understanding social development?
2. Describe and demonstrate the importance of including historical events and changes
in studying social development
3. Compare and contrast genetic and environmental influences on a particular aspect of
social development
4. How is a child’s temperament related to his or her social adjustment?
5. Discuss the special role of fathers in children’s social development
6. Discuss the development of children’s understanding of multiple and conflicting
7. What is the role of peers in the socialization of children’s emotions?
8. Self-esteem has a “dark side.” What is it and how can it be avoided?
9. How does having children change a couple’s relationship?
10. Describe the association between physical punishment and child aggression in
different ethnic groups
11. How does the social development of children in gay and lesbian families compare
with that of children in traditional families?
12. Describe and evaluate the effectiveness of interventions to improve the social skills of
rejected children
13. How does playing violent video games affect children’s aggression?
14. How does culture influence gender development?
15. What is the role of guilt and empathy in moral behavior?
16. How different are boys and girls when it comes to prosocial behavior?
17. Discuss the social cognitive deficits of aggressive children
18. Review research on the cycle of disadvantage experienced by teenage mothers. How
can this cycle be broken.


Guidelines for Literature Review Paper

I. Writing Your Review Paper

Title Page (1 point)

Use an interesting title that includes something alluring, followed by the key idea of the paper. Please be sure the title captures the main topic you researched. For example, “Maybe they are just looking? How pre-kindergarteners spend their time” An interesting graphic should accompany the title and at the bottom right-hand corner of the page should be:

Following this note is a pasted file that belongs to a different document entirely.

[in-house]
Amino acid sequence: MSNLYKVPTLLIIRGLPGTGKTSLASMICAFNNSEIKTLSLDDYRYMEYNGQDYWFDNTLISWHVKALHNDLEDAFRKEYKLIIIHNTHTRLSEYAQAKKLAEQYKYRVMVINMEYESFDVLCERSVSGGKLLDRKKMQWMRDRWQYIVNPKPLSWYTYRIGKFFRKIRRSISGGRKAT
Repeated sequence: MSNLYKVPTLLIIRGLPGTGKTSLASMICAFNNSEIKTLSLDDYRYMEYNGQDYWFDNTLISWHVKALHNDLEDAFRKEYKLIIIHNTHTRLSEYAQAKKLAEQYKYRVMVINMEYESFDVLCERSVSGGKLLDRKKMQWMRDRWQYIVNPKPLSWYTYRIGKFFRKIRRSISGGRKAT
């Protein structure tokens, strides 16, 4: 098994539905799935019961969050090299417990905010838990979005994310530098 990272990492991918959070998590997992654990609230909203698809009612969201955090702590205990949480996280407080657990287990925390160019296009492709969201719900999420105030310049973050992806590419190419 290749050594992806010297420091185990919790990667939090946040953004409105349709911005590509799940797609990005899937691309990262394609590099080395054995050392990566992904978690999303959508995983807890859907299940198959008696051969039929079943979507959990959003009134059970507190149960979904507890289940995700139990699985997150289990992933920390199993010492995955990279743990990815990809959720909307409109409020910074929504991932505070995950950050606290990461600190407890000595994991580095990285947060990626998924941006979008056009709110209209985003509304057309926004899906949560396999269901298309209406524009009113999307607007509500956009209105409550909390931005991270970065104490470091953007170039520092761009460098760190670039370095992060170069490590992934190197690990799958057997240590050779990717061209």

A. Introductory section (6 points)

1. In this section you will introduce your topic. Explain what your topic is and what the social development issue is. Explain why the topic is important. In other words, state the thesis that will guide your review.
a) The thesis statement outlines your topic and provides a focused direction for your paper.

b) Scope of the problem: how many people are affected by this issue or concern? For example, how many children use pacifiers? How many children are diagnosed with Sensory Processing Disorder? How many children are English Learners? Use Census data or other stat collecting sources, such as Children Now or the Center for Disease Control. Census or demographic resources are in addition to those required for critique.

B. Definition of Terms (4 points)- 1 page

1. Key words should be key terms from your 3 research articles the researchers defined in the study. Key words should be defined using direct quotes (author, date, page). Put these in alphabetical order and make the key terms bold. Remember to be precise with your APA referencing.

C. Preview of the Organizational Structure (3 points)- 1 paragraph
1. This section will describe the organization of the review of the studies. You will introduce each study in order describing what each study intended to discover.

D. Main body of the review (25 points)

1. You should summarize each of your sources under subheadings that address a particular subtopic of your overall review topic.